(including Dash Enterprise and Heroku), the filesystem is ephemeral, meaning it is only associated with the container.
The cache in an ephemeral filesystem is not persisted across deploys or restarts and isn’t shared between
multiple replicas of the container. These are a few of the reasons why DiskCache is not suitable for production.

Enabling Caching

Caching is enabled by providing one or more zero-argument functions to the cache_by argument of dash.callback.
These functions are called each time the status of a background callback function is checked, and their return values
are hashed as part of the cache key.

In this example, the cache_by argument is set to a lambda function that returns a fixed UUID that is randomly
generated during app initialization. The implication of this cache_by function is that the cache is shared across
all invocations of the callback across all user sessions that are handled by a single server instance.
Each time a server process is restarted, the cache is cleared and a new UUID is generated.

import time
import os
from uuid import uuid4

from dash import Dash, html, DiskcacheManager, CeleryManager, Input, Output, callback

launch_uid = uuid4()

if 'REDIS_URL' in os.environ:
    # Use Redis & Celery if REDIS_URL set as an env variable
    from celery import Celery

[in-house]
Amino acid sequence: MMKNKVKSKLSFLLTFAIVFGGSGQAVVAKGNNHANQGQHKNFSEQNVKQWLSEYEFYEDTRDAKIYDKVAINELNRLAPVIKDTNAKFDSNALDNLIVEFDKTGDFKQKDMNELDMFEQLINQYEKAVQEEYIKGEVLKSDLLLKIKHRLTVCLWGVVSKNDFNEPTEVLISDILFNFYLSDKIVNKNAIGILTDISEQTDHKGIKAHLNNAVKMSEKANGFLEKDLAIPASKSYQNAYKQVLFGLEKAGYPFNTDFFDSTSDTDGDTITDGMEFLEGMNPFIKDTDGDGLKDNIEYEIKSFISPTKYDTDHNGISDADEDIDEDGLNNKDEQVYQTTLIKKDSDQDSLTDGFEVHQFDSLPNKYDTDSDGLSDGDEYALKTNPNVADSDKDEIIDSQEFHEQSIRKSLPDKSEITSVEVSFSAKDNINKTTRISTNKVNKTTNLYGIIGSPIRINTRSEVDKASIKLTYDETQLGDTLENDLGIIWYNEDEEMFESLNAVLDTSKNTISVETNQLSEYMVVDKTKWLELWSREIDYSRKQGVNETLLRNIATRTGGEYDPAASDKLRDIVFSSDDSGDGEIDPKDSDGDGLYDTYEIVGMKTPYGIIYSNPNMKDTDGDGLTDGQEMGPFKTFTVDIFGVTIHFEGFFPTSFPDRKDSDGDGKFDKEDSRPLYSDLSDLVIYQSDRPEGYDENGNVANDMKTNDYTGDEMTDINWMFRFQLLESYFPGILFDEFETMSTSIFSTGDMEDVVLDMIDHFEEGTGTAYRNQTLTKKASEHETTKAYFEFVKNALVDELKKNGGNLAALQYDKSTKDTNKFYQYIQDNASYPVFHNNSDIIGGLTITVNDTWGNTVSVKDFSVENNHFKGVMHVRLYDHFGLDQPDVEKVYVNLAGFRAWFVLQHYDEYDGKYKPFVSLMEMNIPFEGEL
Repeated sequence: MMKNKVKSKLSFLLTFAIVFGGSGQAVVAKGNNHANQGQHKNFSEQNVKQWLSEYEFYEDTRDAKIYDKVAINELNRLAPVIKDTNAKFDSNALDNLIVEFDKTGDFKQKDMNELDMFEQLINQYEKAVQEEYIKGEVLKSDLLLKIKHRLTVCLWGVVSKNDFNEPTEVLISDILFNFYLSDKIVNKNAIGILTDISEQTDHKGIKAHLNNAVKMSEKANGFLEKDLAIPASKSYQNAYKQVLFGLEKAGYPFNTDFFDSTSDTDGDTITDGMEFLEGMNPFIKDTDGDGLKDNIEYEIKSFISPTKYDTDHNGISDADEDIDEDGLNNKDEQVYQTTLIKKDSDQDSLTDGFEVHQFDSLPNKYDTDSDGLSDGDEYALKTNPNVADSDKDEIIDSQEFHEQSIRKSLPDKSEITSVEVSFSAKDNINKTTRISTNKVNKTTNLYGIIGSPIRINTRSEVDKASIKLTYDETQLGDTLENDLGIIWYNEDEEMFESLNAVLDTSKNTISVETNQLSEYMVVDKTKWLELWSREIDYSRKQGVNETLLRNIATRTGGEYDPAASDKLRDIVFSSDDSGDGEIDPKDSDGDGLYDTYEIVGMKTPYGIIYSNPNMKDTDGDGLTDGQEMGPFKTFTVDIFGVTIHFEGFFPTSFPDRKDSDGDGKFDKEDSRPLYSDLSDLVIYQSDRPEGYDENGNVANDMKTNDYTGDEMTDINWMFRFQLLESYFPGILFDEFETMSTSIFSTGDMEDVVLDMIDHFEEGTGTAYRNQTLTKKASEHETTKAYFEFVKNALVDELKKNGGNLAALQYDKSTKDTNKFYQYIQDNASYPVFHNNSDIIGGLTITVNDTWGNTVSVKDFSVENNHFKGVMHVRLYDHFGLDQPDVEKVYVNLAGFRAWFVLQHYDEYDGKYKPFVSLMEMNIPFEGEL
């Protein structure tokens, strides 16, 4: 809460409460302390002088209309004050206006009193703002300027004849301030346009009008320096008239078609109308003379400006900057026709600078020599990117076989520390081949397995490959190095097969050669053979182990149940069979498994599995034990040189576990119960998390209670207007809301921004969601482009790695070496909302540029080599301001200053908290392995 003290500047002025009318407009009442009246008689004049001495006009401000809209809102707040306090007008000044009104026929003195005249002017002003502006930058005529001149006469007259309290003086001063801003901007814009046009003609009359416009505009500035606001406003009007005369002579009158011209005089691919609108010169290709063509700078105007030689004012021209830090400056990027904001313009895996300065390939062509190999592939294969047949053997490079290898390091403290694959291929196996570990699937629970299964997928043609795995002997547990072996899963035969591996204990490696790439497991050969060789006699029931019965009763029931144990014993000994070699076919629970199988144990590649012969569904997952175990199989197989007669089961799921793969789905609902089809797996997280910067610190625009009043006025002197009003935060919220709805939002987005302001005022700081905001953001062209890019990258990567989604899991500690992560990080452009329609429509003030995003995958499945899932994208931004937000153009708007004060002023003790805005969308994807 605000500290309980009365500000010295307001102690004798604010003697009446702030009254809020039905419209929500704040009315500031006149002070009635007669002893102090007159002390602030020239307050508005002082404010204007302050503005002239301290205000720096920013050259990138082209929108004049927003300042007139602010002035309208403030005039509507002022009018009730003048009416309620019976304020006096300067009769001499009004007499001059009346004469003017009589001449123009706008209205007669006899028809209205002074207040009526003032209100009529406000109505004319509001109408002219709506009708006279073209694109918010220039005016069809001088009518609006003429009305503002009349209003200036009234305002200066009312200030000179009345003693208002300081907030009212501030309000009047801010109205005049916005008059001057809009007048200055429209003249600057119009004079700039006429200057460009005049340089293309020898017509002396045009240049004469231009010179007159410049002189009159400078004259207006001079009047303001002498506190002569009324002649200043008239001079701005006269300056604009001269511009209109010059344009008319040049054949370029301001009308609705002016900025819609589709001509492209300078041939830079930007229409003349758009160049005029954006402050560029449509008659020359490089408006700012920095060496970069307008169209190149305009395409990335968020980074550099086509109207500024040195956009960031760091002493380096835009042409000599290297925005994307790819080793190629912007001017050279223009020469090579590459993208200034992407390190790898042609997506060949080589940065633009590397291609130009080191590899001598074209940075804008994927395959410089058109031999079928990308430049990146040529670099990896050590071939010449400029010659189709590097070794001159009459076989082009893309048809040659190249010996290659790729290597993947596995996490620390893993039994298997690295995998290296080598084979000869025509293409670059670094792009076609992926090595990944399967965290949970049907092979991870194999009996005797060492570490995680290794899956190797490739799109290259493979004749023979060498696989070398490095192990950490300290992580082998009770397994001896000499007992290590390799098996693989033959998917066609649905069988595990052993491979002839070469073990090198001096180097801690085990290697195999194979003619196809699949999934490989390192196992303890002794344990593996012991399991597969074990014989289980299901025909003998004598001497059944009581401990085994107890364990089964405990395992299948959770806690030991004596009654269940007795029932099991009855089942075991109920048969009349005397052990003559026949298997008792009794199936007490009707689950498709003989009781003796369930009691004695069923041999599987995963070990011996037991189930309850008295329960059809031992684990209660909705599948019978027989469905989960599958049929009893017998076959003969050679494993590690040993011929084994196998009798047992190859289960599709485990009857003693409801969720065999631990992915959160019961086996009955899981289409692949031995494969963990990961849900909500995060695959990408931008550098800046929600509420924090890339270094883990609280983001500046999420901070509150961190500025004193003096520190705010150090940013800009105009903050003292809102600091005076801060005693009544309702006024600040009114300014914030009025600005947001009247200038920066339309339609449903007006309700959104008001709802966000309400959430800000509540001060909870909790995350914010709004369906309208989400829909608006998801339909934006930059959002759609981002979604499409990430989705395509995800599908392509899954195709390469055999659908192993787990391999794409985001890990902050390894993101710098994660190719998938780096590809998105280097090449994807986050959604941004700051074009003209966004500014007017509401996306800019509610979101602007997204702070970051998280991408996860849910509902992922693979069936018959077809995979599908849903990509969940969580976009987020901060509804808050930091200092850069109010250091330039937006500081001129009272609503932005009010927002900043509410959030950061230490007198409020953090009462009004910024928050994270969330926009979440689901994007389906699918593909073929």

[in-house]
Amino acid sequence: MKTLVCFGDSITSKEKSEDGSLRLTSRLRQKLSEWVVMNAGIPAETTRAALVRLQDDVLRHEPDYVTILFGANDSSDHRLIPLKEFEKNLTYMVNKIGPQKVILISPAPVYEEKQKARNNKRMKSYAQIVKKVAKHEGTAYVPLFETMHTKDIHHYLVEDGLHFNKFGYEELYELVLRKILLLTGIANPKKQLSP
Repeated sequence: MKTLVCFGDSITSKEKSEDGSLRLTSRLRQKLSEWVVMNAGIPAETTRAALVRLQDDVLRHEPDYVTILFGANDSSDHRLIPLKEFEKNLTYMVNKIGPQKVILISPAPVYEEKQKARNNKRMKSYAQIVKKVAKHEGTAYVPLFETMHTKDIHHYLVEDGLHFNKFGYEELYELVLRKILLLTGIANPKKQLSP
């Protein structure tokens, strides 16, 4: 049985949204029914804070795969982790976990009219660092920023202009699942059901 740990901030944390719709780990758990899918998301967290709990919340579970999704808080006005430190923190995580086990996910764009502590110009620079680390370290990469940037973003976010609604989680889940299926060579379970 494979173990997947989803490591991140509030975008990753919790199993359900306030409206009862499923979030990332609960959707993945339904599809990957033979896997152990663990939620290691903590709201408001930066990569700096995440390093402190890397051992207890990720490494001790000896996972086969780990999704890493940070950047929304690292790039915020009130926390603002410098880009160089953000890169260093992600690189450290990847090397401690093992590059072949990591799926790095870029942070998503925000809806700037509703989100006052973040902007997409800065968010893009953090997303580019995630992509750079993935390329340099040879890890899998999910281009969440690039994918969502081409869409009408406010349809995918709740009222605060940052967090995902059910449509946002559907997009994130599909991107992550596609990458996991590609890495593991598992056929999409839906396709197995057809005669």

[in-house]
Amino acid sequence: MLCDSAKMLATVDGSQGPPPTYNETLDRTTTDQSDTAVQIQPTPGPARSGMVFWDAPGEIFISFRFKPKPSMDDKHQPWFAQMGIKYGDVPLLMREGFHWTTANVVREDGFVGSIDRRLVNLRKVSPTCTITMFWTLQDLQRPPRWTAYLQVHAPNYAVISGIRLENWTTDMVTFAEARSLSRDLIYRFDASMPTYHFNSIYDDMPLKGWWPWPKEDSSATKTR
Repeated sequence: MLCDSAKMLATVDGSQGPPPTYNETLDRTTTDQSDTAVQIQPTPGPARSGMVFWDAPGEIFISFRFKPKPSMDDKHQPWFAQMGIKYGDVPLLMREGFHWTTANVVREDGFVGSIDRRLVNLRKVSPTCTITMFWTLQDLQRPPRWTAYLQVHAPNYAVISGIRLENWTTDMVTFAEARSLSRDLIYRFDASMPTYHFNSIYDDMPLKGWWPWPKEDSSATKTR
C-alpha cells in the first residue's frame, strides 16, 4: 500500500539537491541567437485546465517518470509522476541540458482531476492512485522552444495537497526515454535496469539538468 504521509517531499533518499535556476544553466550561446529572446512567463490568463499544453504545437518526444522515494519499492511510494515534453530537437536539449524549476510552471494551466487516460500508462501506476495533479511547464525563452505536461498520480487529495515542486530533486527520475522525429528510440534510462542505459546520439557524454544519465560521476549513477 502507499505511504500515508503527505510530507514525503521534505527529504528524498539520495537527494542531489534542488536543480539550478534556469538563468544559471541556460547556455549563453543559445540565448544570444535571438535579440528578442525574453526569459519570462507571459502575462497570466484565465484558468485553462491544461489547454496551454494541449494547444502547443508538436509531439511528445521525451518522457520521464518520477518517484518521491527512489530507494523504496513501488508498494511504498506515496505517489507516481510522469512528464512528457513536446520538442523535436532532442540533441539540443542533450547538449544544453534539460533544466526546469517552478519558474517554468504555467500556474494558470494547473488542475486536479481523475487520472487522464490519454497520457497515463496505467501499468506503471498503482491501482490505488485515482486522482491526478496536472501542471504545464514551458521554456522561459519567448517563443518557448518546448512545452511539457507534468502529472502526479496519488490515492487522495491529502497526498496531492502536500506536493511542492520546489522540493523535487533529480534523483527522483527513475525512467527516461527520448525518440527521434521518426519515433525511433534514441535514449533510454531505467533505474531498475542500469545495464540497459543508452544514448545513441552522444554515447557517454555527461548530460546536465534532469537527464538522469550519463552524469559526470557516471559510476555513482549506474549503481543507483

celery_app = Celery(__name__, broker=os.environ['REDIS_URL'], backend=os.environ['REDIS_URL'])
    background_callback_manager = CeleryManager(
        celery_app, cache_by=[lambda: launch_uid], expire=60

    # Diskcache for non-production apps when developing locally
    import diskcache
    cache = diskcache.Cache("./cache")
    background_callback_manager = DiskcacheManager(
        cache, cache_by=[lambda: launch_uid], expire=60

app = Dash(__name__, background_callback_manager=background_callback_manager)
app.layout = html.Div(
        html.Div([html.P(id="paragraph_id", children=["Button not clicked"])]),
        html.Button(id="button_id", children="Run Job!"),
        html.Button(id="cancel_button_id", children="Cancel Running Job!"),

    output=(Output("paragraph_id", "children"), Output("button_id", "n_clicks")),
    inputs=Input("button_id", "n_clicks"),